Past lessons

The expose by Fairfax/ABC is reminiscent of the early days of what became known as the Payment Protection Insurance (PPI) scandal in the UK.

For years, journalists and consumer advocates had been complaining about insurance companies reneging on income protection policies. Stung into action by repeated criticism, the UK financial regulator undertook an inquiry into the industry. The regulator found systemic issues related to misselling of PPI policies by the major banks, which resulted in real hardship to many insurance claimants.

In what proved to be one of the most spectacular own goals in banking history, the British Banking Association (BBA) decided to fight the regulator in court, but was sent packing and told to make redress to all of the customers who had been sold shoddy PPI policies, up to 20 million of them.

It was an expensive mistake. At the latest count the scandal has already cost the UK banking industry more than $50 billion (yes billion) and climbing. Even NAB was caught up in the scandal as it had to guarantee the future losses from PPI claims when it sold its last overseas lemon, Clydesdale Bank.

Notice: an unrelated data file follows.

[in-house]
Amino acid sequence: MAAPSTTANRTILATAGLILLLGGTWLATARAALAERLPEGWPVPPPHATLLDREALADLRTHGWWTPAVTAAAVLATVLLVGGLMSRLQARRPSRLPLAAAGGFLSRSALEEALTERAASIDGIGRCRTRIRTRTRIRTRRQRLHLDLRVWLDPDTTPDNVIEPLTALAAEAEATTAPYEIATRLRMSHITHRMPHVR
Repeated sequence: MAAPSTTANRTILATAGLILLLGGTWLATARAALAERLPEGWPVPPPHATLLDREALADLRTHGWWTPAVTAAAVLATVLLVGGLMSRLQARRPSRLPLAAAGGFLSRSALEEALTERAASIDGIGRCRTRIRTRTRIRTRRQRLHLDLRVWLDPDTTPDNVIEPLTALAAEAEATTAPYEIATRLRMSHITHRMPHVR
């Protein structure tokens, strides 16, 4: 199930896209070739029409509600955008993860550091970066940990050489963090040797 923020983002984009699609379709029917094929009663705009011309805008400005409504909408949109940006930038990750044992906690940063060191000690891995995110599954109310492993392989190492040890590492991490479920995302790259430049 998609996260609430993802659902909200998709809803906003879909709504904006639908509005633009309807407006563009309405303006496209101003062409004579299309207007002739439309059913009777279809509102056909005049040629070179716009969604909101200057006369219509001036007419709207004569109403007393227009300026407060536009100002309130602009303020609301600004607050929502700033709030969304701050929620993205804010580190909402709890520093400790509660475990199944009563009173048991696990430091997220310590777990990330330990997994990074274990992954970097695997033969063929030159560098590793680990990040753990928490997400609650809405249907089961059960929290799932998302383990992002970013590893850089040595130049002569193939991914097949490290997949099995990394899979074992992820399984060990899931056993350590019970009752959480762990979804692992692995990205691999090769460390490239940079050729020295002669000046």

One of the major problems that caused the PPI fiasco to build up was that there were no mechanisms for recording complaints across the industry. Customers were complaining but no-one was listening. When the floodgates opened by the rejection of the BBA case, the UK FOS was and still is deluged with complaints. The market for PPI has collapsed and banks and insurers are under increasing regulatory pressure to treat their customers fairly (TCF), suffering fines if they do not.